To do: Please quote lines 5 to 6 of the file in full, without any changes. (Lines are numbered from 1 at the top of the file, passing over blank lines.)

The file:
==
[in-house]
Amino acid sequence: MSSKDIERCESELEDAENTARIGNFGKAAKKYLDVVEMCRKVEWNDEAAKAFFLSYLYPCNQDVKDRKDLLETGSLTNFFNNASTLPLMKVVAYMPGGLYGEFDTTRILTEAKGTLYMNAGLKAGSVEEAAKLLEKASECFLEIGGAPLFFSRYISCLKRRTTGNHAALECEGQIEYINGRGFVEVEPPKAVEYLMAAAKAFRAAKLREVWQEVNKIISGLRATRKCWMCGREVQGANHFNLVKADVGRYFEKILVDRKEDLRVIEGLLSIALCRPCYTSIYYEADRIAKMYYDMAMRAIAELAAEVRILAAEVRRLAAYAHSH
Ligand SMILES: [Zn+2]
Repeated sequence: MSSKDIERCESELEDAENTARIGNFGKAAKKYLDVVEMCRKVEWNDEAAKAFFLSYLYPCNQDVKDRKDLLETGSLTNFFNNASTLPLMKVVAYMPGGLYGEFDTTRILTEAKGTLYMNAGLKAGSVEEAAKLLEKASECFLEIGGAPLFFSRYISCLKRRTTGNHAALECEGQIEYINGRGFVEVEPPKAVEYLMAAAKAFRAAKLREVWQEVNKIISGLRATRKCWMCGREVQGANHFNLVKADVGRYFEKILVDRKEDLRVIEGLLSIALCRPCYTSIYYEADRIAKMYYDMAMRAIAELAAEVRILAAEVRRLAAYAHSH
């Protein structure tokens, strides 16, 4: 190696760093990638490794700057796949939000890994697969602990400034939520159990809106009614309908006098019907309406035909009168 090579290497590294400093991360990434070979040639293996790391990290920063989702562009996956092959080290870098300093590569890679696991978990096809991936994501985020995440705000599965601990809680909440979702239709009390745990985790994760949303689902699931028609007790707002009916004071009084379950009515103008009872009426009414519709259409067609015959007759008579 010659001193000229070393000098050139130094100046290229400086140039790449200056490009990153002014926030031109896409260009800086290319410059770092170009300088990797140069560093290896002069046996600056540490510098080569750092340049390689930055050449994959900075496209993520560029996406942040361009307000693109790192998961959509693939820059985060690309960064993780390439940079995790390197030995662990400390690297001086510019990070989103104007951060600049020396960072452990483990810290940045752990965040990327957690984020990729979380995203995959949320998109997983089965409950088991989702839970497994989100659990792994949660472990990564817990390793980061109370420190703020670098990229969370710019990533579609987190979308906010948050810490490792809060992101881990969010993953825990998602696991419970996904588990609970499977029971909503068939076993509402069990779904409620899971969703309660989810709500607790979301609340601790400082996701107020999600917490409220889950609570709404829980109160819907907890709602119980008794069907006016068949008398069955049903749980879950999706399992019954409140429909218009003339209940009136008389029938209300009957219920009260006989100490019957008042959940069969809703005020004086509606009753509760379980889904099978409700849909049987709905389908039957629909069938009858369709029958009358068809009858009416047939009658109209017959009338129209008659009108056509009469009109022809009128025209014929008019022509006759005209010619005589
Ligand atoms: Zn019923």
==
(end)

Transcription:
């Protein structure tokens, strides 16, 4: 190696760093990638490794700057796949939000890994697969602990400034939520159990809106009614309908006098019907309406035909009168 090579290497590294400093991360990434070979040639293996790391990290920063989702562009996956092959080290870098300093590569890679696991978990096809991936994501985020995440705000599965601990809680909440979702239709009390745990985790994760949303689902699931028609007790707002009916004071009084379950009515103008009872009426009414519709259409067609015959007759008579 010659001193000229070393000098050139130094100046290229400086140039790449200056490009990153002014926030031109896409260009800086290319410059770092170009300088990797140069560093290896002069046996600056540490510098080569750092340049390689930055050449994959900075496209993520560029996406942040361009307000693109790192998961959509693939820059985060690309960064993780390439940079995790390197030995662990400390690297001086510019990070989103104007951060600049020396960072452990483990810290940045752990965040990327957690984020990729979380995203995959949320998109997983089965409950088991989702839970497994989100659990792994949660472990990564817990390793980061109370420190703020670098990229969370710019990533579609987190979308906010948050810490490792809060992101881990969010993953825990998602696991419970996904588990609970499977029971909503068939076993509402069990779904409620899971969703309660989810709500607790979301609340601790400082996701107020999600917490409220889950609570709404829980109160819907907890709602119980008794069907006016068949008398069955049903749980879950999706399992019954409140429909218009003339209940009136008389029938209300009957219920009260006989100490019957008042959940069969809703005020004086509606009753509760379980889904099978409700849909049987709905389908039957629909069938009858369709029958009358068809009858009416047939009658109209017959009338129209008659009108056509009469009109022809009128025209014929008019022509006759005209010619005589
Ligand atoms: Zn019923």